Author Topic: Re: Pizza Town Clone  (Read 17047 times)

0 Members and 1 Guest are viewing this topic.

Offline ponzu

  • Registered User
  • Posts: 825
  • I Love Pizza!
Re: Pizza Town Clone
« Reply #100 on: April 07, 2016, 07:02:30 PM »

We are going to have to start calling you two the crunch brothers   ;D

There would be no argument from me on that moniker. 

But Chau is the big brother when it comes to the crunch.   I haven't gotten close to that result yet.

Offline communist

  • Registered User
  • Posts: 510
Re: Pizza Town Clone
« Reply #101 on: April 07, 2016, 08:39:49 PM »
Nice crunch Chau!  Love Pizza Town!  I think they use Grande Mozzarella- it really holds up to intense heat - when I used Polly O  I got some cheese burn similar to yours.   I bet you did not use Grande

Offline Jackie Tran

  • Supporting Member
  • *
  • Posts: 7897
  • Location: Albuquerque NM
Re: Pizza Town Clone
« Reply #102 on: April 07, 2016, 09:24:36 PM »

Dough formula?  Egg whites?

Con Agra Full Power 100%
HR 54%
CY 0.4%
Salt 2%
C. oil 3%
egg white 10%
LDMP 1%

This was a 12 hour dough  at most 60-62F.  I was purposefully testing a dry dough to see how that would aid in crispiness.  Bake at around 700F on the floor for 4m30s.  Rested a few minutes and reheated for 2m.

Offline Jackie Tran

  • Supporting Member
  • *
  • Posts: 7897
  • Location: Albuquerque NM
Re: Pizza Town Clone
« Reply #103 on: April 07, 2016, 09:31:38 PM »
Nice crunch Chau!  Love Pizza Town!  I think they use Grande Mozzarella- it really holds up to intense heat - when I used Polly O  I got some cheese burn similar to yours.   I bet you did not use Grande

It wouldn't surprise me if they did use Grande Mark.  I can't source it out here so I will just use what I can bet locally.  The 2nd pie I use a half fresh mozz and the melt was better.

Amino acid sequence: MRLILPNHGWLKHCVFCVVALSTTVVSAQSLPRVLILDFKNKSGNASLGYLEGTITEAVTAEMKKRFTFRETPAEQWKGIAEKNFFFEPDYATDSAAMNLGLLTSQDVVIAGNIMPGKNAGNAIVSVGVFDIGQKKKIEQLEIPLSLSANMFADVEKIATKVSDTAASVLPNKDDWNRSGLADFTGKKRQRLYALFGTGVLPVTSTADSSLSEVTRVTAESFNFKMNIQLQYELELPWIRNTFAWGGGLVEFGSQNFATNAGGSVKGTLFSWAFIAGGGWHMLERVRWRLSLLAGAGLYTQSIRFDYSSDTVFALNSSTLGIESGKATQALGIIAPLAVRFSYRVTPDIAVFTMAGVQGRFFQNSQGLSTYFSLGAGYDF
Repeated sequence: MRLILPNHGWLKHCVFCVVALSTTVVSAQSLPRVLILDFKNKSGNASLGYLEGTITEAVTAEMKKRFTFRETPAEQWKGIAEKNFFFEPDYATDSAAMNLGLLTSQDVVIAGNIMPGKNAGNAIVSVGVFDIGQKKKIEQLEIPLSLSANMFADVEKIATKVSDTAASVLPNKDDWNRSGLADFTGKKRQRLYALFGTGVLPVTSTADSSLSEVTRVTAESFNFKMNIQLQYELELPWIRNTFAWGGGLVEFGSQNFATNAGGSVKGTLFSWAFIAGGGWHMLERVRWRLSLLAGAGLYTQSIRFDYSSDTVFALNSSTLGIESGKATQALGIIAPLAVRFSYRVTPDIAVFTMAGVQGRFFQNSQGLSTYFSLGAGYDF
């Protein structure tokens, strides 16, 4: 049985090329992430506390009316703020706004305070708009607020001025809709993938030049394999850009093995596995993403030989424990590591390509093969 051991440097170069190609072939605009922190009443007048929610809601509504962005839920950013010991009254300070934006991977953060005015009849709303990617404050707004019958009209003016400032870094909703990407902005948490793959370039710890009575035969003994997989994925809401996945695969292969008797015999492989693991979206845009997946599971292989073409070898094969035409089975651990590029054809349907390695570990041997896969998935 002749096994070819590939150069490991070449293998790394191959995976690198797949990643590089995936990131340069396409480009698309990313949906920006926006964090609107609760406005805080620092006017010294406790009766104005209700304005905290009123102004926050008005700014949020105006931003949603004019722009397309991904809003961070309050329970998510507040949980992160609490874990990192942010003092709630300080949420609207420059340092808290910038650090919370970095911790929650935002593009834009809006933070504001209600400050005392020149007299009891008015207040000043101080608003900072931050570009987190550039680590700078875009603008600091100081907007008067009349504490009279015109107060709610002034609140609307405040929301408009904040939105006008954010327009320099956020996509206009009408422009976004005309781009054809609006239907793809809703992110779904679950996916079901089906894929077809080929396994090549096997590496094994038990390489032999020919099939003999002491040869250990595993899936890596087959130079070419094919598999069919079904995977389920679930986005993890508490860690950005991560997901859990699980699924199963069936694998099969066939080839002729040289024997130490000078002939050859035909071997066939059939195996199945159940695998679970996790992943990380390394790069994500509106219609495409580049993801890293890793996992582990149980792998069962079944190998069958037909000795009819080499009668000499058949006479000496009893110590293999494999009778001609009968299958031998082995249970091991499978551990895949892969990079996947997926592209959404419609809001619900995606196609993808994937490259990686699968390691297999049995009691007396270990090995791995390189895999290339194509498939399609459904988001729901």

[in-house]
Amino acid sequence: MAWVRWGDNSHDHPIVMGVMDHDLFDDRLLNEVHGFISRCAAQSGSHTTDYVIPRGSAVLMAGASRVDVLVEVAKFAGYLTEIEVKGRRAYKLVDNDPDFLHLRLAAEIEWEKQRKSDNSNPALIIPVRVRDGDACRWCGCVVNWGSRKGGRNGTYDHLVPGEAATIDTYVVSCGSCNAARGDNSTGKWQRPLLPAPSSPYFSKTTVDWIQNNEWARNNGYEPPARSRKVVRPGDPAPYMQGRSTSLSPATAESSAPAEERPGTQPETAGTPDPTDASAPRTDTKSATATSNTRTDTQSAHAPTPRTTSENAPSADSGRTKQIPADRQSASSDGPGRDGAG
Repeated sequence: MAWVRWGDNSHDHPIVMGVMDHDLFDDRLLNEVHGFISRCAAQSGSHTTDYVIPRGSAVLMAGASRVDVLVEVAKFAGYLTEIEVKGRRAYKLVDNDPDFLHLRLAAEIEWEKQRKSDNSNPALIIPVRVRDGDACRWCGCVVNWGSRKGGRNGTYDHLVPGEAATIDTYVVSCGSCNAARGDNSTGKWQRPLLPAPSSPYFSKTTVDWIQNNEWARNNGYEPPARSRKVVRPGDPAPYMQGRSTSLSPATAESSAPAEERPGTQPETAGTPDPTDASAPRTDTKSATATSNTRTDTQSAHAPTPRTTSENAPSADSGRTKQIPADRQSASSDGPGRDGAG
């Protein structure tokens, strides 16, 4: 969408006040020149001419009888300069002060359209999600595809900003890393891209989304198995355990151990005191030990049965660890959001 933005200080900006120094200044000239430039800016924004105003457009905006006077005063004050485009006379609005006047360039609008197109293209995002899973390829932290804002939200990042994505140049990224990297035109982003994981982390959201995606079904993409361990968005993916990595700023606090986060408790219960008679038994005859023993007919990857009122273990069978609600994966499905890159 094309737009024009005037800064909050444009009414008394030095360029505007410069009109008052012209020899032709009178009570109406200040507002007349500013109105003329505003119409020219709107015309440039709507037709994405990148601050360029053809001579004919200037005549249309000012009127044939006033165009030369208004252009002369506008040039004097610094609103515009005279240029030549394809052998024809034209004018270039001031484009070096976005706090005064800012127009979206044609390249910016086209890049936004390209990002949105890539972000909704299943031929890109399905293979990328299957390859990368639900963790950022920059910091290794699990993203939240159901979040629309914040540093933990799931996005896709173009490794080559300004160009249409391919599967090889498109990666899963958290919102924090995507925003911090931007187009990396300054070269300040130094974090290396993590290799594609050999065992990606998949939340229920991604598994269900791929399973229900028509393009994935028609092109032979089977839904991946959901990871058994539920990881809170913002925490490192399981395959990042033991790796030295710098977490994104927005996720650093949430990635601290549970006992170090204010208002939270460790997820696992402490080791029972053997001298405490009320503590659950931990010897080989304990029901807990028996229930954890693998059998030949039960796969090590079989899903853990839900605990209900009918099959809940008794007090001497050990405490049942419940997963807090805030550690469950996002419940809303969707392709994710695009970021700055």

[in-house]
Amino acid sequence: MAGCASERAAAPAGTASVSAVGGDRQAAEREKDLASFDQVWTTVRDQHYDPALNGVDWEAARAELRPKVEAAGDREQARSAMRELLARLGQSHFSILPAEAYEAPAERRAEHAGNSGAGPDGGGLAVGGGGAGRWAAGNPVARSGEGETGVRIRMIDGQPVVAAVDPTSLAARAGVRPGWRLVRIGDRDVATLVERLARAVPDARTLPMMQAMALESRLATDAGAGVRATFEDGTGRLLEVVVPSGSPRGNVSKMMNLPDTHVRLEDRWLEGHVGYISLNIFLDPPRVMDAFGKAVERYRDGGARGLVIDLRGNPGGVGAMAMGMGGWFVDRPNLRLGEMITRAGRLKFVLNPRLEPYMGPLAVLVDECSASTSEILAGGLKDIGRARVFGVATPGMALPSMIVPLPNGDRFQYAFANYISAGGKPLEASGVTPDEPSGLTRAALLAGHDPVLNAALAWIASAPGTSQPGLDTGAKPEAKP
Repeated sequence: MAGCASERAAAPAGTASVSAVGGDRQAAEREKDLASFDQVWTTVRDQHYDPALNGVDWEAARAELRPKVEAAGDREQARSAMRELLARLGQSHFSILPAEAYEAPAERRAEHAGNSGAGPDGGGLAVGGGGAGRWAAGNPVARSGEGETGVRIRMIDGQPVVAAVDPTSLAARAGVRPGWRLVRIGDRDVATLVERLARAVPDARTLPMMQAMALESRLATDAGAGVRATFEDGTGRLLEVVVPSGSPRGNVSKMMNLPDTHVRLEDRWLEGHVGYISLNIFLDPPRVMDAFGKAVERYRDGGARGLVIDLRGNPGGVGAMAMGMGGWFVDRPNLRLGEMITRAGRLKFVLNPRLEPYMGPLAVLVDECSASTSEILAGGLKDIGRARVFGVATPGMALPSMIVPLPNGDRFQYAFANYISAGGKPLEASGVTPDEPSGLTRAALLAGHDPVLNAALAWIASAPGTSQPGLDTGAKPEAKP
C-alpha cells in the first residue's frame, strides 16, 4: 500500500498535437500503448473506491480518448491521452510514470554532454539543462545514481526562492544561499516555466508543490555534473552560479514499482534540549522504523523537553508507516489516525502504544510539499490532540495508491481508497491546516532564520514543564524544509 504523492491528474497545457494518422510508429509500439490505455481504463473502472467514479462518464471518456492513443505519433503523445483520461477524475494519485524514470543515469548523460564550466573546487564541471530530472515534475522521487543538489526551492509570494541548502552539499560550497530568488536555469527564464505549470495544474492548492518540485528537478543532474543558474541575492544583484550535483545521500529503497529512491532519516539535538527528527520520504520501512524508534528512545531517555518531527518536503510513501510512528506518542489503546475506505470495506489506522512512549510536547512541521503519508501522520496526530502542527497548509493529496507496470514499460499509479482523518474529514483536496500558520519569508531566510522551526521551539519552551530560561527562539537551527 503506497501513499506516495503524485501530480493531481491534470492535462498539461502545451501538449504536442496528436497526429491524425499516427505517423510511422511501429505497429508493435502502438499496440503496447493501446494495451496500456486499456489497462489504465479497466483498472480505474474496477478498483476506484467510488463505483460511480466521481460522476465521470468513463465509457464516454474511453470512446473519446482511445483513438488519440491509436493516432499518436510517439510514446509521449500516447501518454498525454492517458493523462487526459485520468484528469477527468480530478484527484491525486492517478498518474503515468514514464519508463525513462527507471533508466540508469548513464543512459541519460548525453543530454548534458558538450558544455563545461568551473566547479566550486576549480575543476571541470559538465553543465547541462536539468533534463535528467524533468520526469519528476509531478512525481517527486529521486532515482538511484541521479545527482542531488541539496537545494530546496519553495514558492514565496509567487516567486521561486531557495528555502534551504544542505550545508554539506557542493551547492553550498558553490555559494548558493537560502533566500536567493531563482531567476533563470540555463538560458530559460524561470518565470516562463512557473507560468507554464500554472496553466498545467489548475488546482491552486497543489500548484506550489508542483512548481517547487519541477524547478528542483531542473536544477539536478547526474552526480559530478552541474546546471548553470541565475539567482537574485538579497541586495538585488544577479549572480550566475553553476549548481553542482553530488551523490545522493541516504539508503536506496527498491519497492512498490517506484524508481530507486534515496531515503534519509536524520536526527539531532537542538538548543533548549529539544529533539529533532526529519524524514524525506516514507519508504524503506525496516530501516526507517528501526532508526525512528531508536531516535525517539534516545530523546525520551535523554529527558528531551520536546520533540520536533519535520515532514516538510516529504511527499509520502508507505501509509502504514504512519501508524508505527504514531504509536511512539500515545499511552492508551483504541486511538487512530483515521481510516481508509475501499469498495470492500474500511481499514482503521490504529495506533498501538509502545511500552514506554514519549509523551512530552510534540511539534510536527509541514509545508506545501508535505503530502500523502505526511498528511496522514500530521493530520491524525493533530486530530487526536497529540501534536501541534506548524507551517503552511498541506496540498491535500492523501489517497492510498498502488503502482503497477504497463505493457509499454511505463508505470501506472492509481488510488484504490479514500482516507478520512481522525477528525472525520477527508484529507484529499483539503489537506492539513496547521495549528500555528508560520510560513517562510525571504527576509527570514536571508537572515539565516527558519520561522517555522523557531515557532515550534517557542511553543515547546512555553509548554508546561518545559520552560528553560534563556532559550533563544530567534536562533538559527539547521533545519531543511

BTW Ponzu, I forgot to mention, the slices still cracked and crunch even after sitting for 10-15 minutes on the plate. 

Chau

Offline rparker

  • Supporting Member
  • *
  • Posts: 1082
  • Location: East
Re: Pizza Town Clone
« Reply #104 on: April 07, 2016, 10:00:02 PM »
That crunch is sweet music. Most impressive!    :chef:

Offline TXCraig1

  • Supporting Member
  • *
  • Posts: 18991
  • Location: Houston, TX
    • Craig's Neapolitan Garage
Re: Pizza Town Clone
« Reply #105 on: April 08, 2016, 12:04:18 AM »
Do you whip the egg whites at all before incorporating? Doing so could up the air incorporated into the dough bigtime.
"We make great pizza, with sourdough when we can, commercial yeast when we must, but always great pizza."
Craig's Neapolitan Garage

Offline Jackie Tran

  • Supporting Member
  • *
  • Posts: 7897
  • Location: Albuquerque NM
Re: Pizza Town Clone
« Reply #106 on: April 08, 2016, 12:43:03 AM »
Do you whip the egg whites at all before incorporating? Doing so could up the air incorporated into the dough bigtime.

I don't.  Are you thinking to soft or stiff peaks?

Offline TXCraig1

  • Supporting Member
  • *
  • Posts: 18991
  • Location: Houston, TX
    • Craig's Neapolitan Garage
Re: Pizza Town Clone
« Reply #107 on: April 08, 2016, 09:04:08 AM »
I don't.  Are you thinking to soft or stiff peaks?

I don't know. I was seeing stiff in my mind, but it would be interesting to try both and see if there is a difference. I was wondering if adding them early enough that the could be incorporated somewhat gently - kind of like a souffle that gets a lot more flour in the end. I'm wondering if it might have two effects, 1) incorporating additional air - somewhat overcoming the KA mixer shortfall as compared to a fork mixer, for example, and 2) adding massive numbers of the tiny bubbles that ultimately form the crumb. To my knowledge, it's never been tried.
"We make great pizza, with sourdough when we can, commercial yeast when we must, but always great pizza."
Craig's Neapolitan Garage

Offline hotsawce

  • Registered User
  • Posts: 1067
Re: Pizza Town Clone
« Reply #108 on: April 09, 2016, 05:17:16 PM »
Pizza Town doesn't use egg whites. Think you can get the texture without the egg whites?

Offline Jackie Tran

  • Supporting Member
  • *
  • Posts: 7897
  • Location: Albuquerque NM
Re: Pizza Town Clone
« Reply #109 on: April 09, 2016, 05:21:13 PM »
Pizza Town doesn't use egg whites. Think you can get the texture without the egg whites?

Of course, but how do u know they don't use egg whites?  :-D

Offline hotsawce

  • Registered User
  • Posts: 1067
Re: Pizza Town Clone
« Reply #110 on: April 10, 2016, 11:51:41 AM »
They couldn't sell slices for that price if they used egg whites  :angel: It wouldn't be financially viable

Of course, but how do u know they don't use egg whites?  :-D